The reason is quite simple: there is an assumption that the viewer knows who the heroes are and they don’t feel the need to retell and retell their origin story every time a new one comes out.

I’ve pretty much enjoyed most of them, though their have been a couple that have meandered a little; this is one of them.

Justice League Dark tells of the darker side of the DC universe: when a villain of magical proportions threatens the DC Universe, Batman employs the assistance of those from the darker side of the DCU, including John Constantine and Zatanna, who bring along other magical beings such as Etrigan the Demon, Swamp Thing, Deadman and all the magical powers of the House of Mystery and Black Orchid.


The problem with this story is it’s just not entertaining. The whole thing felt quite flat and dull, and at times I was struggling to maintain any sense of interest. Batman’s inclusion is strictly as lip service to the DCU and even he comes off like he feels like he shouldn’t be there.

That’s not to say the character design and the animation is great, because the film looks fantastic, and I’m really enjoying the character design in these animated features.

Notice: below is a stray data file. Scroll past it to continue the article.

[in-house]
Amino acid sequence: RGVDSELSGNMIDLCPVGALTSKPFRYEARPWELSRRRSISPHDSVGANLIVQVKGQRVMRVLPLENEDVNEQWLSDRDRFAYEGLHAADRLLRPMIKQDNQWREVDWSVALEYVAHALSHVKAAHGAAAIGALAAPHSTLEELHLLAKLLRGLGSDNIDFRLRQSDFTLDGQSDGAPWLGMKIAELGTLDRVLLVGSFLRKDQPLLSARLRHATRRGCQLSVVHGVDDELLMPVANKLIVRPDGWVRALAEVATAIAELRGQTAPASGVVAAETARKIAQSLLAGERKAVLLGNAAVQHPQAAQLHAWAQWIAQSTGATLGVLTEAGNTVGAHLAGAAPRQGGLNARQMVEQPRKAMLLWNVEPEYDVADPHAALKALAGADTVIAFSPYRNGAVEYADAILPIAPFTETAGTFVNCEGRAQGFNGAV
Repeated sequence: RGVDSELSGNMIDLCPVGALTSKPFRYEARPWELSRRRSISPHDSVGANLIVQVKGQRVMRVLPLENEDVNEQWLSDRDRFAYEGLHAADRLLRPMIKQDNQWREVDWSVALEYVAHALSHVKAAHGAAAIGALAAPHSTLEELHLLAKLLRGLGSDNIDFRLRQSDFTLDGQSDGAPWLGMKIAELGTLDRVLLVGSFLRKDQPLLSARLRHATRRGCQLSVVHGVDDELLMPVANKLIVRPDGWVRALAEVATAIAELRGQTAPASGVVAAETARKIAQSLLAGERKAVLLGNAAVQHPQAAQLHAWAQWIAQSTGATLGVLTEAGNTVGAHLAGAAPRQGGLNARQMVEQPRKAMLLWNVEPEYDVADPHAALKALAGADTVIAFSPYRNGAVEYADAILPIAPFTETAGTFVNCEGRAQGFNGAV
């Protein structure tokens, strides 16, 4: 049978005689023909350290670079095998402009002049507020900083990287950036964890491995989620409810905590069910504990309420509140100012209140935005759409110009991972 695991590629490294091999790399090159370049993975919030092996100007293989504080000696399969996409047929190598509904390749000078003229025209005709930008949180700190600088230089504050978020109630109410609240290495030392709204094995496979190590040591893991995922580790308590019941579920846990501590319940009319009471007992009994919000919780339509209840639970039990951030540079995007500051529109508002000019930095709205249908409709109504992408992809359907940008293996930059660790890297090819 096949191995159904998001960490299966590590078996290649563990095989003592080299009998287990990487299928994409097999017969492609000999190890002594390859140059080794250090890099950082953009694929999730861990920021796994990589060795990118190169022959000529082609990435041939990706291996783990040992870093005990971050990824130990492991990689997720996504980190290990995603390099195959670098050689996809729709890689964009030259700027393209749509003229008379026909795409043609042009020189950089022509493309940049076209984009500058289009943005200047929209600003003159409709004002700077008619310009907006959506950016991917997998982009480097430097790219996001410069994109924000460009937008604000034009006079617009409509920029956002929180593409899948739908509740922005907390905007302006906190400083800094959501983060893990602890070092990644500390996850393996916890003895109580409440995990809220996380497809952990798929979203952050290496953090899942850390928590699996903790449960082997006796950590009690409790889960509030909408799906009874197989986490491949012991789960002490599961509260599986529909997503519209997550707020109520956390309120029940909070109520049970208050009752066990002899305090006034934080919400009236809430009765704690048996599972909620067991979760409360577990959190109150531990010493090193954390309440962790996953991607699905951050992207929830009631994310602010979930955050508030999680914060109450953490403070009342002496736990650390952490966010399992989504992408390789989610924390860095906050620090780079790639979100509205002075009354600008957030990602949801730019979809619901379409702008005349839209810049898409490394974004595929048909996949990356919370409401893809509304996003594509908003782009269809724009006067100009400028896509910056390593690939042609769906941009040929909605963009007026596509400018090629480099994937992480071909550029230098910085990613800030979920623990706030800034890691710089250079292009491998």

Several of the voices will sound familiar as Matt Ryan, who plays the live action TV show Constantine, plays him here too! Zatanna is portrayed by Lara Croft (the video game) actress Camille Luddington and Jason O’ Mara returns as Batman. Most of the voice acting is pretty cool except for one glaringly awful choice which is Nicolas Tutturro as Deadman. I always expected Boston Brand to have an other-worldly voice, not that of an annoying stand-up New Yorker.

Unfortunately this was a big miss for me, but I do hope the JLD return for another adventure, maybe just with a better thought out story, and without the yoke of Batman following them around like a lost dog.

Score: **


Format:  This Australian region B bluray release of Justice League Dark runs for 75 minutes and is presented in an excellent 1.78:1 image with a DTS-HD 5.1 audio track of similar quality.

Score: *****